Length limit

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Many packet sets limit the lengths of their questions. There is considerable variation in method of limiting the length, the actual limit, and the strictness with which the limit is enforced.

Proponents of length caps claim that they encourage crisp, clear writing, efficient use of clues rather than non-clue words, and the swift completion of many-round tournaments; opponents of such limits claim that they impede writing more than they help, particularly if the cap is very low, and may not actually save hosts much time in the running of tournaments when other disturbances (talking between questions, logistical issues, etc.) may take up more time.

Character-based limits

NAQT has both minimum and maximum numbers of characters in its tossups. (Spaces count; pronunciation guides don't count; there are other, more arcane details about which characters count.) The current limits are 260–291 characters for middle school and introductory high school questions, 375–425 for regular- and national-level high school questions and Division II collegiate play, and 460–500 for Division I collegiate play. These limits are enforced absolutely. In the first decade of the 2000s, NAQT was widely criticized for length limits, but since then, length limits (of varying types) have become much more prevalent on the circuit.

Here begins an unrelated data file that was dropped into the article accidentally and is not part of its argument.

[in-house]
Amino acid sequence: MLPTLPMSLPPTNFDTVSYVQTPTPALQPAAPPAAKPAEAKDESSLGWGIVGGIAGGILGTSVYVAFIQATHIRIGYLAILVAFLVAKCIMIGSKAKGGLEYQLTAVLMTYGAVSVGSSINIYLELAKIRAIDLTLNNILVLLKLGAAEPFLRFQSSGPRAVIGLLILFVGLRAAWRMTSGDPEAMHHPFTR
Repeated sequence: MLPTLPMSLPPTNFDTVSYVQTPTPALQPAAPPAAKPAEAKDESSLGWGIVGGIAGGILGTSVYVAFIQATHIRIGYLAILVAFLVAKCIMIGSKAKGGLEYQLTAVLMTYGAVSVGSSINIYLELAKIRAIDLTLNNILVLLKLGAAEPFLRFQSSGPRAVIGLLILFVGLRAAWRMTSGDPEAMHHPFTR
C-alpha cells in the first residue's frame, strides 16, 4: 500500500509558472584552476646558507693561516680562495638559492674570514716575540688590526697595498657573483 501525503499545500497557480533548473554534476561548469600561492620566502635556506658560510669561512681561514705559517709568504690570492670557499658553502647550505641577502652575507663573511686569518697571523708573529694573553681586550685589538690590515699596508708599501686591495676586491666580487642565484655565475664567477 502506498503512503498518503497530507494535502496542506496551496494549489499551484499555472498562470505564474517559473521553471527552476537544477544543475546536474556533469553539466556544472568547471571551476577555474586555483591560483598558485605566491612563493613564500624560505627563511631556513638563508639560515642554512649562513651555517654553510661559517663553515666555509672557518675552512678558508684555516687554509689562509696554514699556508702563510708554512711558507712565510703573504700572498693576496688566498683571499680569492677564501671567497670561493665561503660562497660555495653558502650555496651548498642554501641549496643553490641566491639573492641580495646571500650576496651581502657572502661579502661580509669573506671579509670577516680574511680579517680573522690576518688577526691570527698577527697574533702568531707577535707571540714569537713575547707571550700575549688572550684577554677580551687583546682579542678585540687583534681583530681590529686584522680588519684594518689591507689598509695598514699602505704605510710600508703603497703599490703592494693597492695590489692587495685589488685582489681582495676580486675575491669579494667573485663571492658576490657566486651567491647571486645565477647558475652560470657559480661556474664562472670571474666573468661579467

PACE uses an upper limit of 750 characters for its tossups.

No organizations are known to implement a specific character limit on bonuses. Editorial philosophies differ on the extent to which brevity is desirable in bonuses. NAQT strives to keep bonuses short (but, since about 2012, still use full sentences) because they are often used in timed play.

Line-based limits

Many circuit tournaments specify limits on length (of tossups and/or bonuses) based on the number of lines of text (measured in terms of specified fonts, sizes and layouts, such as "10-point Times New Roman with one-inch margins, pre-powermarking"). Sometimes different limits are given for initial submissions vs. final products. These limits are sometimes enforced strictly and sometimes loosely.